The same techniques used in the previous monitoring programs were employed. Quantitative measurements of the cover of corals and other encrusting organisms, of coral colony height, and coral colony damage, were made along permanent 20 m transects. A total of 40 transec[s were used, split between control and pontoon sites, and deep and shallow depth strata.
The percentage of damaged coral colonies in the benthic community was between 15-20% during this survey, an order of magnitude higher than during the 1992-93 monitoring program. In spite of the pontoon break-off, damage levels were higher in the control site than in the pontoon site. Coral colony height had decreased, at least nominally, along most transects since 1993. although the changes were not significant. It is suggested that expected gains due to coral growth between 1993 and the time of the cyclone were lost to cyclone induced coral breakage.
Although there had been an average 6% reduction in hard coral cover at the pontoon site this was not significantly' greater than the almost 2% reduction in the control sileo The reduction at [he pontoon sile was due to cyclonic breakage of fragile acroporids in the shallow community and 10 the shading death of poritid coral beneath the pontoon. Breakage of acroporids in the shallow control site was countered to some extent by rapid growth of staghom acroporids in the deep site.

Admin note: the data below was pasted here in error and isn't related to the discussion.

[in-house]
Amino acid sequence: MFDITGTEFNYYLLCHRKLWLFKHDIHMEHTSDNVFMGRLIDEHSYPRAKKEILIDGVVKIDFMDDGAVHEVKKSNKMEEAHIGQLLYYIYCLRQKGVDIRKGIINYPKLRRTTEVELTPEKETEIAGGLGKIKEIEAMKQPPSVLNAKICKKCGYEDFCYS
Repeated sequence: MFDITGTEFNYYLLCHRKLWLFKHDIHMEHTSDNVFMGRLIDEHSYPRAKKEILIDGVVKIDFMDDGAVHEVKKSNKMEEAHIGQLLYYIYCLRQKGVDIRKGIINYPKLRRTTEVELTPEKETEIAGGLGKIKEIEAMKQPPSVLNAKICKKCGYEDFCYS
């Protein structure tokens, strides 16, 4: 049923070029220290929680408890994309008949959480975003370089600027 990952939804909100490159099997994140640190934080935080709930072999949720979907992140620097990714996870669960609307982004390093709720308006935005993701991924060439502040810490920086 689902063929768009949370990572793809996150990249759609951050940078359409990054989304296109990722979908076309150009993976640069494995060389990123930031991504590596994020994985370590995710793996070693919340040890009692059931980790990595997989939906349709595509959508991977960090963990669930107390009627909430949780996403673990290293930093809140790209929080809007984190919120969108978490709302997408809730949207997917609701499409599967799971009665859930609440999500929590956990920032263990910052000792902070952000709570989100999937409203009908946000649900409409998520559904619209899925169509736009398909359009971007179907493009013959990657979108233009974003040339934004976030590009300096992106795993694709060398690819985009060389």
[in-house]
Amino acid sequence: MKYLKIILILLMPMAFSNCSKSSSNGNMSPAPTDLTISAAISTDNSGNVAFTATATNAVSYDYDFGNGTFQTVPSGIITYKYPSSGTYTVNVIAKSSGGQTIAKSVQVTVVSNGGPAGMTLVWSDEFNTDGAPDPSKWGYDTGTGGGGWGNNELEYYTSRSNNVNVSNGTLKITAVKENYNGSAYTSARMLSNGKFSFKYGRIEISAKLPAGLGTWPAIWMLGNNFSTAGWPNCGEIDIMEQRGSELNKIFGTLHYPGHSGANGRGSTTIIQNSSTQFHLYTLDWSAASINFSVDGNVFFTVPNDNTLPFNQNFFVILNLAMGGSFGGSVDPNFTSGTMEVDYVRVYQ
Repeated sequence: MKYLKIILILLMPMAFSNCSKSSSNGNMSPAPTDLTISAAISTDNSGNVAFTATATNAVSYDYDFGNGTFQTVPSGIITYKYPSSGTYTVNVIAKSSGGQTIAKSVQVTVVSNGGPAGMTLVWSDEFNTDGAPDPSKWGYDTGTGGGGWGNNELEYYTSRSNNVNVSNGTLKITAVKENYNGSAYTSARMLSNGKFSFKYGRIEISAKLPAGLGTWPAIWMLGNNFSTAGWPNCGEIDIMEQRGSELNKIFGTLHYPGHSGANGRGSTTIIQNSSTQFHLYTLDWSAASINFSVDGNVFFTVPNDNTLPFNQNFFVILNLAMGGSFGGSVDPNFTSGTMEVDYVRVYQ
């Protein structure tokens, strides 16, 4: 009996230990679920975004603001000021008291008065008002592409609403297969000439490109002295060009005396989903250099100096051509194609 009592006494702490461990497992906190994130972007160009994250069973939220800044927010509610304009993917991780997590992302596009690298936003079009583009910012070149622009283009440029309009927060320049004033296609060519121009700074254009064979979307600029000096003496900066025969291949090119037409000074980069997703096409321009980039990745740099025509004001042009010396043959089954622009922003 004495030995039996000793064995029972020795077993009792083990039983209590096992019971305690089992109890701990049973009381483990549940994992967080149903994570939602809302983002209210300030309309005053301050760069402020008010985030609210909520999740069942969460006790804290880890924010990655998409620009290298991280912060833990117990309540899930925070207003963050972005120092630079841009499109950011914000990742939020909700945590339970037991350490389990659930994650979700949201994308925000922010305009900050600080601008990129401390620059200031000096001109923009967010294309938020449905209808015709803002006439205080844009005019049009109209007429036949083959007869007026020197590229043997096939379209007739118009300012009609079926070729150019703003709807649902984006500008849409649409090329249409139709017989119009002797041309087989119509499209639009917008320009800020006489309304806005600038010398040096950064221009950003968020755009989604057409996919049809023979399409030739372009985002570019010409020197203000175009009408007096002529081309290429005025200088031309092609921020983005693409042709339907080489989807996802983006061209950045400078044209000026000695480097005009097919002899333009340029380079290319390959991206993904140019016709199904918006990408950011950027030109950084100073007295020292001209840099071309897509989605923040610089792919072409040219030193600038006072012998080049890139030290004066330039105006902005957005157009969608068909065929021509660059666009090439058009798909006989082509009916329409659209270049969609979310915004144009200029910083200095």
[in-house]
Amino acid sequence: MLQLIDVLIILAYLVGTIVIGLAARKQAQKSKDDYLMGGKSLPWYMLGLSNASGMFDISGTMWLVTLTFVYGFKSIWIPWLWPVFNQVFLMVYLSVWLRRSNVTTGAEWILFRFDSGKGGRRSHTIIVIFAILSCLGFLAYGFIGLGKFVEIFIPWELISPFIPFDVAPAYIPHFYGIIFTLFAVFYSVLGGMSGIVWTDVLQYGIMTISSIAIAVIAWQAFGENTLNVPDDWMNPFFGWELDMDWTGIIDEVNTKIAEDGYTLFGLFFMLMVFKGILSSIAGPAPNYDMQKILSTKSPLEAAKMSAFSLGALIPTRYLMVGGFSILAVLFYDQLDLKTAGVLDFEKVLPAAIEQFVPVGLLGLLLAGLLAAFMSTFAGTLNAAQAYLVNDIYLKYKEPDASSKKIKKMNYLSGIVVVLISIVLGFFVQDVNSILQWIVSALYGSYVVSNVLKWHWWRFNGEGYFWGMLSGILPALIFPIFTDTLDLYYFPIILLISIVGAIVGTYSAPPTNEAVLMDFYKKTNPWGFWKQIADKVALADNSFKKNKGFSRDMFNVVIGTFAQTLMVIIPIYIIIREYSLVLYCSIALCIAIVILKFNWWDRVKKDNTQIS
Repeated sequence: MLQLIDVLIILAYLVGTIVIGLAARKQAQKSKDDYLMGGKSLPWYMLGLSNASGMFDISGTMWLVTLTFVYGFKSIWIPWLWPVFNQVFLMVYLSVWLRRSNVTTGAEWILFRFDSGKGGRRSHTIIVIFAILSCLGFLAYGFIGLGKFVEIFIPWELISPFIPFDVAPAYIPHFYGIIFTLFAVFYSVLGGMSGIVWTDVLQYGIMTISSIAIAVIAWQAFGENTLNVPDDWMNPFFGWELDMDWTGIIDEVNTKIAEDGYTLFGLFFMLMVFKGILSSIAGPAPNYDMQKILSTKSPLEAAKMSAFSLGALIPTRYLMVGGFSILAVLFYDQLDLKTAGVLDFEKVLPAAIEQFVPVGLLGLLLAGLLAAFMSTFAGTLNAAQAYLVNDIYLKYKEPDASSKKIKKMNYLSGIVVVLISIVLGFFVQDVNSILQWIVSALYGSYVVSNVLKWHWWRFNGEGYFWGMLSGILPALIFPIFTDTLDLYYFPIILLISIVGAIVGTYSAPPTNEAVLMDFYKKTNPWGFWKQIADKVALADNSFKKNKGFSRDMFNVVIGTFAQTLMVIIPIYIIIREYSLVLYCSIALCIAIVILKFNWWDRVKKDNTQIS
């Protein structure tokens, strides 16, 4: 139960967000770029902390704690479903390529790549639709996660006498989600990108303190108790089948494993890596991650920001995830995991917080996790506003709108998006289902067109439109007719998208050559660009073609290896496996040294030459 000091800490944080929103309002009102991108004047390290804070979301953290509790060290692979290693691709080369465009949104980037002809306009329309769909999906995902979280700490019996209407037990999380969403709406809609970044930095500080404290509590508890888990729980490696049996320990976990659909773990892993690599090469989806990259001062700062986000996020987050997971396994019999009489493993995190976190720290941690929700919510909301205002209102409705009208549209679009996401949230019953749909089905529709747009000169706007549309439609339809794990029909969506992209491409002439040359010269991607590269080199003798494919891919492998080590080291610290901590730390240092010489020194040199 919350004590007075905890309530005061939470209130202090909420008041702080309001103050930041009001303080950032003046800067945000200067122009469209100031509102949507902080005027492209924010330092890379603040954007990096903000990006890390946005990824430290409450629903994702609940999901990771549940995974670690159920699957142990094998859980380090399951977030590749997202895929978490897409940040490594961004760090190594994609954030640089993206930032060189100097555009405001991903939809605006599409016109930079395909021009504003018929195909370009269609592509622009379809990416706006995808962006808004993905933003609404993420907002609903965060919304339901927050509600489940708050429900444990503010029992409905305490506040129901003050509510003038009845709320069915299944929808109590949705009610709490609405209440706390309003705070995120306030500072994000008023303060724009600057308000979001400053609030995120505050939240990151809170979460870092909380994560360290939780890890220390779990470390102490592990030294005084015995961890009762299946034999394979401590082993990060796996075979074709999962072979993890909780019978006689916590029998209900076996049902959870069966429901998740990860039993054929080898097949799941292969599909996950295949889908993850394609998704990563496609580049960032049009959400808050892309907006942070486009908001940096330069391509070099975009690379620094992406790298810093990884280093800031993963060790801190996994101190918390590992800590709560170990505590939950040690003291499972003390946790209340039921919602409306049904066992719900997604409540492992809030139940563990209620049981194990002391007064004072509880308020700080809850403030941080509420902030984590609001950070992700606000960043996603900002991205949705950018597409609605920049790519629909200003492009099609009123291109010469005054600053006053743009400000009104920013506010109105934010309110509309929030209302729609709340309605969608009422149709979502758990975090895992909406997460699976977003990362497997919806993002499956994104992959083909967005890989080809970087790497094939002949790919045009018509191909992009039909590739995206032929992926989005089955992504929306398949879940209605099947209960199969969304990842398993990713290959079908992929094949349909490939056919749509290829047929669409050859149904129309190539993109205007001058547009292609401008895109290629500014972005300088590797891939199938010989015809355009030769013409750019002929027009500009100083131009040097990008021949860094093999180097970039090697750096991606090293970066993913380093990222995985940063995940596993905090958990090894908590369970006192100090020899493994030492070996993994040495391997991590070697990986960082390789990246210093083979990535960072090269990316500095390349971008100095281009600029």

Overall benthic community damage was no higher in the vicinity of the ponloon than in the control site. despite the obvious structural damage caused by dragging chains and blocks. and by the pontoon itself. There had been some natural structural damage in the control site caused by cyclonic wave action.
In the reef flat community there was a gradient of decreasing coral cover, from 40% to around 10% cover, with increasing distance from the edge of the reef flat. The dragging pontoon had destroyed about half of this coral near the reef flat edge, but about two thirds of cover was dead further up on the reef flat. Almost all remaining corals were damaged but most had repaired themselves by the time of this survey.
Ball park estimates suggest that the pontoon break-off destroyed about 320 sq m of living hard coral on Norman Reef, whereas cyclonic wave action led to a natural loss of around 15000 sq m of coral from the back face of the reef. a figure several orders of magnitude higher.
Great Adventures (then Hayles) installed a pontoon and began running daily tourist trips to Nonnan Reef in 1987. This small reef, which is located about 60 km north of Cairns (figure I), was attractive to the tourist industry due to its rich coral communities, clear water, and proximity to Cairns. We previously set up a monitoring program. based on permanent 20 m line intersect transects, to look at the effect on the reef community of the first 12 months of operation of that facility (Ayling and Ayling 1989).